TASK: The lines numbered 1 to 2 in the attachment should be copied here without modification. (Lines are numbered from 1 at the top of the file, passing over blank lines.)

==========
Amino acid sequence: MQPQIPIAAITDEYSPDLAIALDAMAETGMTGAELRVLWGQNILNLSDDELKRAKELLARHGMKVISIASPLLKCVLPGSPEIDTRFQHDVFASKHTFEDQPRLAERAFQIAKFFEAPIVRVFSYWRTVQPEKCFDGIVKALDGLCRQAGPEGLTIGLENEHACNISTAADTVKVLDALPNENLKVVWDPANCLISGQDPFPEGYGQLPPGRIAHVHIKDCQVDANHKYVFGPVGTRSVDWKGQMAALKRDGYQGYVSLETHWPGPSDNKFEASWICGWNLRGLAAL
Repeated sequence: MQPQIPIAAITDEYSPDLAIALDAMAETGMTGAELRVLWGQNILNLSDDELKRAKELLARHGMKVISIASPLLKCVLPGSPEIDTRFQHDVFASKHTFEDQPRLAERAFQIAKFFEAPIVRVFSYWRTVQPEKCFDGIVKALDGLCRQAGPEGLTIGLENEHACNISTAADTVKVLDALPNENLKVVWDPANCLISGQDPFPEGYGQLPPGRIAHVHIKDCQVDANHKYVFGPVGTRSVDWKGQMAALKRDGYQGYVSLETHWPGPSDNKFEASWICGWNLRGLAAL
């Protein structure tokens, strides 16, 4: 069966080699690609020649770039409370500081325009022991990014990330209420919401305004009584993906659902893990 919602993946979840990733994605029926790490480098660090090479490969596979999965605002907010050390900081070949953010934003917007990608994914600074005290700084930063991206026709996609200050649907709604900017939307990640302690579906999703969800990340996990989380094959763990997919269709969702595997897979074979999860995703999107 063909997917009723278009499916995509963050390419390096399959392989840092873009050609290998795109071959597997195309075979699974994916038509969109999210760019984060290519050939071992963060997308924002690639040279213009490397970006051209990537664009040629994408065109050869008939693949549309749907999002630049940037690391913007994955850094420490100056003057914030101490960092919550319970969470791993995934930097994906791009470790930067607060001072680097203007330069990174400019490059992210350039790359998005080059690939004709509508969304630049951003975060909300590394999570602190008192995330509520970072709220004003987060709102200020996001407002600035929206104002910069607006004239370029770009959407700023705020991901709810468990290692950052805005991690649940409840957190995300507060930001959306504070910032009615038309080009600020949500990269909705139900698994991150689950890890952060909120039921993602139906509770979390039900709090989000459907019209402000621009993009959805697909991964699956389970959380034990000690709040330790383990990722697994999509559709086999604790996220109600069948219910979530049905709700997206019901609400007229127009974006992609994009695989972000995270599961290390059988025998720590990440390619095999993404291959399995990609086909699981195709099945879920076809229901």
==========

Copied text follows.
Amino acid sequence: MQPQIPIAAITDEYSPDLAIALDAMAETGMTGAELRVLWGQNILNLSDDELKRAKELLARHGMKVISIASPLLKCVLPGSPEIDTRFQHDVFASKHTFEDQPRLAERAFQIAKFFEAPIVRVFSYWRTVQPEKCFDGIVKALDGLCRQAGPEGLTIGLENEHACNISTAADTVKVLDALPNENLKVVWDPANCLISGQDPFPEGYGQLPPGRIAHVHIKDCQVDANHKYVFGPVGTRSVDWKGQMAALKRDGYQGYVSLETHWPGPSDNKFEASWICGWNLRGLAAL
Repeated sequence: MQPQIPIAAITDEYSPDLAIALDAMAETGMTGAELRVLWGQNILNLSDDELKRAKELLARHGMKVISIASPLLKCVLPGSPEIDTRFQHDVFASKHTFEDQPRLAERAFQIAKFFEAPIVRVFSYWRTVQPEKCFDGIVKALDGLCRQAGPEGLTIGLENEHACNISTAADTVKVLDALPNENLKVVWDPANCLISGQDPFPEGYGQLPPGRIAHVHIKDCQVDANHKYVFGPVGTRSVDWKGQMAALKRDGYQGYVSLETHWPGPSDNKFEASWICGWNLRGLAAL